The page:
11. Lucky Thirteen: Amy meets Aly, another clone who was rejected by the project because of her lack of special abilities. Aly encourages Amy to act out, but Aly's desire to live up to Amy's perfection leads her into trouble. Eventually, Amy is forced to break contact.

12. In Search of Andy: On a trip to Paris, Amy is surprised to run into Andy, her "perfect match" who disappeared suddenly the summer before. She wants to find Andy, but she suspects that he might be leading her into a trap.

13. The Substitute: Amy is at risk after the death of her mysterious ally, Mr Devon. Amy suspects that the cruel new teacher at school, Ms Heartshorn, is there to kidnap her, but the truth is not what she expected.

14. The Beginning: A trip to Washington DC, home of Project Crescent, puts Amy on edge. Meanwhile, Amy's mother remembers the origins of the project, including the pain of losing her brother to a genetic disorder and the betrayal which puts Amy at risk in the modern day.

15. Transformation: When Tasha and Amy's other classmates begin to act like zombies, Amy suspects they have been influenced by the new TV show, Cherry Lane.

16. Happy Birthday, Dear Amy: On the eve of Amy's thirteenth birthday, she suddenly ages into her twenties. After she impulsively runs away from the private hospital where she is being treated, she finds herself at a very unusual homeless shelter.

17. Missing Pieces: Amy becomes suspicious when her fellow students start losing their most prized abilities, such as a sprinter losing his running ability and a basketball player forgetting how to throw. Meanwhile, Eric has begun High School and has little time for Amy any more, leading her to become fascinated with newcomer Chris.

18. Return of the Perfect Girls: Thinking she is headed on a romantic cruise with her new boyfriend Chris, Amy is kidnapped by the organisation and taken to a desert island. There, she must compete with the other Amys and Andys in a Survivor-style competition, in which those voted off face death.

19. Dreamcrusher: After being struck by lightning, Amy develops the unwanted ability to read minds and see the future.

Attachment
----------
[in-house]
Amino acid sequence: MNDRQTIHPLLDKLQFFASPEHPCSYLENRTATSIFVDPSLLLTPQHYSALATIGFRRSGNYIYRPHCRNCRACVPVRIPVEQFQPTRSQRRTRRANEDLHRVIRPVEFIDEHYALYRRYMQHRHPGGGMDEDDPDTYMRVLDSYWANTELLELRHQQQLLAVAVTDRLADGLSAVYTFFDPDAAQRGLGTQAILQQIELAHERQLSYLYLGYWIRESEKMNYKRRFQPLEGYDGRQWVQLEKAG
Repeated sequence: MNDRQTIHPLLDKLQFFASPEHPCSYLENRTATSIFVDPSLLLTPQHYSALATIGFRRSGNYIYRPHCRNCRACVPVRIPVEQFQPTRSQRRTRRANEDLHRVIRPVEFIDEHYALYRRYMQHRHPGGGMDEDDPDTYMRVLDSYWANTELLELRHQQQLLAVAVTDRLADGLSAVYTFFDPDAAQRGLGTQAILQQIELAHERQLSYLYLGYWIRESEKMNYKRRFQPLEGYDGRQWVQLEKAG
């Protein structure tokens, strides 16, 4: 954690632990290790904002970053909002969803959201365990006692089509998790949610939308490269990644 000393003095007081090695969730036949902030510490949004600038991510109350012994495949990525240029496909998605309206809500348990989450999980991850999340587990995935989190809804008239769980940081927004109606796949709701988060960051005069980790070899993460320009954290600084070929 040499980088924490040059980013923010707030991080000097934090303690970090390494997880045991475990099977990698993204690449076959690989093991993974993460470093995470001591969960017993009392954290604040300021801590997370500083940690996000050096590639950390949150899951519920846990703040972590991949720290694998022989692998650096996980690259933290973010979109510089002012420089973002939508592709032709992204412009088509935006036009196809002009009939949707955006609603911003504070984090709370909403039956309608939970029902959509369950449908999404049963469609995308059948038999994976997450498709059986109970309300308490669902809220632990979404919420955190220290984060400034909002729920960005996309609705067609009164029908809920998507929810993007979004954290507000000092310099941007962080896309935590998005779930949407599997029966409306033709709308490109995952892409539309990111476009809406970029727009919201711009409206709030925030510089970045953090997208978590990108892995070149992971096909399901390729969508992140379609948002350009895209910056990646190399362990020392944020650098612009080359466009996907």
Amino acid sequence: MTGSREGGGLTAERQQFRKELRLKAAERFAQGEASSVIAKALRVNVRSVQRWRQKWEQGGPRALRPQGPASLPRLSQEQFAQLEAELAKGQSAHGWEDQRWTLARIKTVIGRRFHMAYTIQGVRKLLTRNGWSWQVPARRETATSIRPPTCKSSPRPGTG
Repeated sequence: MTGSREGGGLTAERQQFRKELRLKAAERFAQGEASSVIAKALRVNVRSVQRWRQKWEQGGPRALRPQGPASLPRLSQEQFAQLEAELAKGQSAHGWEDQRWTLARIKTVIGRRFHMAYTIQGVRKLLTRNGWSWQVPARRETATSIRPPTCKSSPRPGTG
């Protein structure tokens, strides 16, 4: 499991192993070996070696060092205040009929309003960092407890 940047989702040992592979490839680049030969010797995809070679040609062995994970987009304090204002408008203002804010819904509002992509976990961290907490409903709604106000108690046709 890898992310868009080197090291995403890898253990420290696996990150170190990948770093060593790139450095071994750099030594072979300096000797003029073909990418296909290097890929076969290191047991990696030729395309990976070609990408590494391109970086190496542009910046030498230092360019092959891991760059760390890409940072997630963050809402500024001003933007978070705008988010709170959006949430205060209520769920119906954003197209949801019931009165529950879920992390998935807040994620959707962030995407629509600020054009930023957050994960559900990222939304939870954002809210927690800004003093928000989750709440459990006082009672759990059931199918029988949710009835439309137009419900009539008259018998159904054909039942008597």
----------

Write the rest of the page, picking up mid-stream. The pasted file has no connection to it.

20. Like Father, Like Son: After Chris's absent father returns asking for a bone marrow transplant, Amy suspects that Chris and many of her other classmates are clones intended as organ donors for the wealthy.

21. Virtual Amy: After Andy mysteriously disappears after giving her a warning, Amy becomes worried by a new virtual reality computer game.

22. All About Andy: Andy investigates the truth about his past and his family.

23. War of the Clones: When a tabloid runs a story of human clones creating a master race, Amy and Andy begin to uncover the truth about Project Crescent and The Organisation.

24. Amy, On Her Own: When Amy's crescent birthmark fades and she and the other clones begin experiencing new physical problems, they fear that their genes are deteriorating. Amy tries to cope with the possibility that she must return to a normal life.

The Plague Trilogy: A miniseries about Amy's battle against a deadly plague which threatens to destroy civilisation.

  • 1. Rewind: Amy travels back in time to prevent the plague from beginning.
  • 2. Play: Amy travels inside a human body to fight the plague within them.
  • 3. Fast Forward: After she is exposed as a clone and rejected, Amy travels to a world where everyone is a clone like her.

Gifted[edit]

Gifted is the latest series by Marilyn Kaye and features a small class of students at Meadowbrook Middle School[6] Each has a different supernatural ability, or "Gift", and they all attend a class to learn to use these abilities, although few people outside the class know about them. The class teacher, Madame, encourages the students to work together to use their abilities, particularly as they are being targeted by a group who wants to control their abilities to make money. However, the students dislike their abilities and each other, and are often reluctant to join forces.

The first book was published in February 2009, with the latest installment scheduled for publishing September 2010. Although only six books have so far been announced, each book so far has focussed on a different student, suggesting the series will run to nine books in total.

Characters[edit]

  • Amanda Beeson: A cruel, extremely popular girl who is disliked by her classmates.[6] She is frequently mean, and tries to avoid empathising with people as, when she does, she uncontrollably possesses their body for an indeterminate amount of time. When she possesses a body, the person she is possessing "blacks out" and a "fake" Amanda with no real emotions takes her place. She generally tries to avoid this, although her classmates believe she purposefully uses her ability out of spite. Over the course of the series, she tries to help the class but is often ignored and taunted. She has a crush on Ken. Which is shown in a later series.
  • Jenna Kelley: A telepathic Goth with a reputation as a juvenile delinquent.[6] Many of her friends outside the Gifted class are criminals, and she is frequently in trouble with the law because of her involvement with them. This led to a brief time in reform school. Her mother is an alcoholic who has frequently failed to complete rehab, and they face financial difficulties. Jenna's father disappeared many years ago, and in Better Late than Never Jenna learns of his death. Although she is initially annoyed by her classmates, she develops a friendship with Tracey and Emily as the series progresses.